Traveling with Fibromyalgia

Last December was the first time I traveled internationally since developing fibromyalgia. It was over 30 hours of journeying each way. Naturally I was very nervous right before, not knowing how my body would react to that. After reading up on other people’s experiences a bit, I applied a few tactics to make the journey a little less uncomfortable. And much to my surprise, they largely worked! So I thought I will share a few things that I found helpful for me, in case anybody else could use them too!

Here are the top 5 things that helped me travel with fibromyalgia:

#1. Zolpidem (Ambien):Β This is a non-benzo sedative used to treat insomnia. ItΒ reallyΒ helped me sleep on the plane – something I could never otherwise do! In the past, two days without sleep was tolerable. But with FM, in my experience so far, that would have meant a serious flare by the time I reached my destination. And this helped mitigate that. As a plus, it helped with the jetlag, and surprisingly enough, it seems to have improved my overall FM symptoms too! I am not sure if the overall improvement is due to its action on altering sleep patterns or brain chemical modulation, but I am not complaining!

#2. Icy Hot Patches and ThermaCare HeatWraps: The Icy Hot patches on the upper back helped with the spasms I frequently have there, and the lower back ThermaCare HeatWrap was really helpful in making the long periods of sitting less uncomfortable. It emulated the heating pad I use on my chair at work to minimize lower back pain when I am sitting for a long(ish) while. The heating “pads” activate upon opening the packaging (exposure to air), can be easily inserted into pockets in the back brace-like belt, last for over 12 hours, and can be disposed off in regular trash. This makes them super handy on those 30+ hours of travel! Also, they did not beep when I forgot to take it off one time when walking through the security metal detector!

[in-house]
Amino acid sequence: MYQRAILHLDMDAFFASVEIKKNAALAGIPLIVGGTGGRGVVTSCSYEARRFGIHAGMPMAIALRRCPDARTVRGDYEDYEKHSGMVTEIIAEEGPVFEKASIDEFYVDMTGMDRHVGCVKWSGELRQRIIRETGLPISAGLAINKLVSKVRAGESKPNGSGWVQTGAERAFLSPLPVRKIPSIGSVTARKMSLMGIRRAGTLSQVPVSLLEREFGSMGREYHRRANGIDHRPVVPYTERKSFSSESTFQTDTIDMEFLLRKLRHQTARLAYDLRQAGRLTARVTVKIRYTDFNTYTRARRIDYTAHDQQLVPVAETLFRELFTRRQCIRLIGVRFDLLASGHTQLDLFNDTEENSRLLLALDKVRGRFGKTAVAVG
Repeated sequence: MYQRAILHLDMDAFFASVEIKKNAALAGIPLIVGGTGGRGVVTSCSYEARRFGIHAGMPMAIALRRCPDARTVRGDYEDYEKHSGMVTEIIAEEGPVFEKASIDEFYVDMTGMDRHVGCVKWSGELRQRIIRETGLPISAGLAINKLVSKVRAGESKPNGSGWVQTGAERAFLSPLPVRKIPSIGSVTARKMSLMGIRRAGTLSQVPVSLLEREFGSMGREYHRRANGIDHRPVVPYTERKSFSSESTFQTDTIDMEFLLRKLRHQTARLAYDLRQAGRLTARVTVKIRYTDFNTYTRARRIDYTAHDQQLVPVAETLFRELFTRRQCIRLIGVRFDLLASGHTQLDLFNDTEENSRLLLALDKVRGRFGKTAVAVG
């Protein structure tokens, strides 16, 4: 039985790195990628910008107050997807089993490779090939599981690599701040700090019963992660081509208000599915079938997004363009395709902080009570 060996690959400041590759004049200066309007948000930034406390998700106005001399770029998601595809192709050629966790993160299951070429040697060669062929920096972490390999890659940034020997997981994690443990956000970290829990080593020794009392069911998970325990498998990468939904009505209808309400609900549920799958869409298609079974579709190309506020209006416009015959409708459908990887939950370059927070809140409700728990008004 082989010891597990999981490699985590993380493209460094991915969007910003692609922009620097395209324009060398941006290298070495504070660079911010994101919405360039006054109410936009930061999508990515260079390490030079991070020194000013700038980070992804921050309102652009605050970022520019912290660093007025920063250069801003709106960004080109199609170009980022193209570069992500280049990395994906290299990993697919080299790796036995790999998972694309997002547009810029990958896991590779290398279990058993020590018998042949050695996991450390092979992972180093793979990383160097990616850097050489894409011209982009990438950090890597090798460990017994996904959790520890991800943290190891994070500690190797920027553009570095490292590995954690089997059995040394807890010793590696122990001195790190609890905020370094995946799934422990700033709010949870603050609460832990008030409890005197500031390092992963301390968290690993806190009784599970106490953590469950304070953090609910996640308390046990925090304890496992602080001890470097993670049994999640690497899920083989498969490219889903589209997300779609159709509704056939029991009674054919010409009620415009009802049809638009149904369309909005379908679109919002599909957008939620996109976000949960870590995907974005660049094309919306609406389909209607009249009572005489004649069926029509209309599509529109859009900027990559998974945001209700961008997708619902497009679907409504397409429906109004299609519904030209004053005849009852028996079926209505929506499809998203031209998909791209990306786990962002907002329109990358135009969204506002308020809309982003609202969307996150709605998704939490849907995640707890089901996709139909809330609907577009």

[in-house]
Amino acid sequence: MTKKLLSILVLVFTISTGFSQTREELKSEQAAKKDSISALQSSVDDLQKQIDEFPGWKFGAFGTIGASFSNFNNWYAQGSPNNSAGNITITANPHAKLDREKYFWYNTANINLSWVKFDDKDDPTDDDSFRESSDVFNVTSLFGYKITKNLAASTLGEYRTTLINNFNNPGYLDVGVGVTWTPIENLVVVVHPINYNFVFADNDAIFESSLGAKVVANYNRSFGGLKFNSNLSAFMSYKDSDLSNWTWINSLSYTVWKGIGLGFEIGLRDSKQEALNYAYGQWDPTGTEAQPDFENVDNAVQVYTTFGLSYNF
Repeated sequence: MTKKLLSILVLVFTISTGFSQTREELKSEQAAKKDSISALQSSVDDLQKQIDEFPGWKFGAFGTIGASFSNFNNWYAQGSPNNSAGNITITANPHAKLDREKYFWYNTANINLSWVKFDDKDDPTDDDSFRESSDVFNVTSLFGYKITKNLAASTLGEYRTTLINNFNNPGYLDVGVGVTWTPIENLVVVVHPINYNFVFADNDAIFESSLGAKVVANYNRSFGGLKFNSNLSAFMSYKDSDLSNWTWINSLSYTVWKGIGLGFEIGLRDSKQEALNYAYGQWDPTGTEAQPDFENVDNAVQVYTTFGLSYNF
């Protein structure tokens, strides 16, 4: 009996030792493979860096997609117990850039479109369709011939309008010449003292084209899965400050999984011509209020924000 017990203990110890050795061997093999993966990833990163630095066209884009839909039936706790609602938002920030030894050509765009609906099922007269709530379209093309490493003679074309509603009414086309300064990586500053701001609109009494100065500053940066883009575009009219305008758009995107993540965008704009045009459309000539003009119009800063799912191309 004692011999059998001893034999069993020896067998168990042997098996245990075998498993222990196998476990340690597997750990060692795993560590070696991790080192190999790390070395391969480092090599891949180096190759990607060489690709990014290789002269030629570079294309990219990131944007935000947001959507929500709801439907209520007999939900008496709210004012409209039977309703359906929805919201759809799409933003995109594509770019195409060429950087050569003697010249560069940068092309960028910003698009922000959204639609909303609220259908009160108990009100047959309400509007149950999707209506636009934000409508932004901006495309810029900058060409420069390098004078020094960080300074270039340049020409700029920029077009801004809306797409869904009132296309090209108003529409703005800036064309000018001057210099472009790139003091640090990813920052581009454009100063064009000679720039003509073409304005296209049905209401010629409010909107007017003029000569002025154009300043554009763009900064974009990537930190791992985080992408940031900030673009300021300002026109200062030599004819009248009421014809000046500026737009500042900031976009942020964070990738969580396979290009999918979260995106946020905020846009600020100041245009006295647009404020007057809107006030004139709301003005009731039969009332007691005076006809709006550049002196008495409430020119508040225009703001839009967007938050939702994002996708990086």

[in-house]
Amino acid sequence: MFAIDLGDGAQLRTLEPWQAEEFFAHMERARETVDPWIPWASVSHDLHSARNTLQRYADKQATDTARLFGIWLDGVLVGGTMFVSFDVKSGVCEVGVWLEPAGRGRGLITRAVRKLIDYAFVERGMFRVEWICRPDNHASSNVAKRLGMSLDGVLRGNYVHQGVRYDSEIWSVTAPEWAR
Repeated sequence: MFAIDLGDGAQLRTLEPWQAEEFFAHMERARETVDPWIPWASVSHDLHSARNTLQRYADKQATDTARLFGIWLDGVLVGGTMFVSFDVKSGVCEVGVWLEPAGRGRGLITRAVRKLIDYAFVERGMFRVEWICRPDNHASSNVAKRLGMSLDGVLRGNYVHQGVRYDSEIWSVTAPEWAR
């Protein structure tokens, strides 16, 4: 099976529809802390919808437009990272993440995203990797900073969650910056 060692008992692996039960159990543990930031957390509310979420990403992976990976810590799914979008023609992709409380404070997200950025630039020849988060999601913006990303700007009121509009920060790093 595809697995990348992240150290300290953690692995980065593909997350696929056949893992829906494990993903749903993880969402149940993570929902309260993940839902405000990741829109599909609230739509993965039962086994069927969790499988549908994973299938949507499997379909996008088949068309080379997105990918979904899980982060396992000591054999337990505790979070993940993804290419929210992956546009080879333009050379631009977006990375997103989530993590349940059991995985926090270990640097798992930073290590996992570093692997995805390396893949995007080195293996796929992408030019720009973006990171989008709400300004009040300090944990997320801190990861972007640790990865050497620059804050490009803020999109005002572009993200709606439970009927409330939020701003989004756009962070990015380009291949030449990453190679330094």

#3. Arm Braces: I found these very supportive when grabbing or pulling my suitcases. They seemed to offer a bit more stability to my forearm and helped minimize the pain in my wrists/inner forearm.

#4. Long Layovers: Long layovers mean less rushing. I could walk slower, sit for a bit in between if I wanted, or stand on the moving walkways instead of walking on them. This was a lifesaver for me, as my general walking speed has already slowed down quite a bit since developing FM, and I found myself further slowed by aching, swollen feet from ~10 hours of sitting in a flight! Not having to rush prevented a worsening of the leg ache.

#5. Aisle Seat: Aisle seats have always been my preference, so I can have easy access out of my seat. I could get up as frequently as I liked to move about or stretch a little. Of course, these were luxuries in the past. Now, they were necessities if I was to avoid a major flare. (And I am proud to say that I mostly did!)

I have read some people suggest rest breaks in airports at lounges or spas. That sounds like an excellent idea too, but unfortunately, nothing I have ever been able to afford yet. Tramadol was helpful too, and I have to admit it was needful despite the above measures. However, I do believe that the measures I described above reduced how much painkiller I would have otherwise had to take.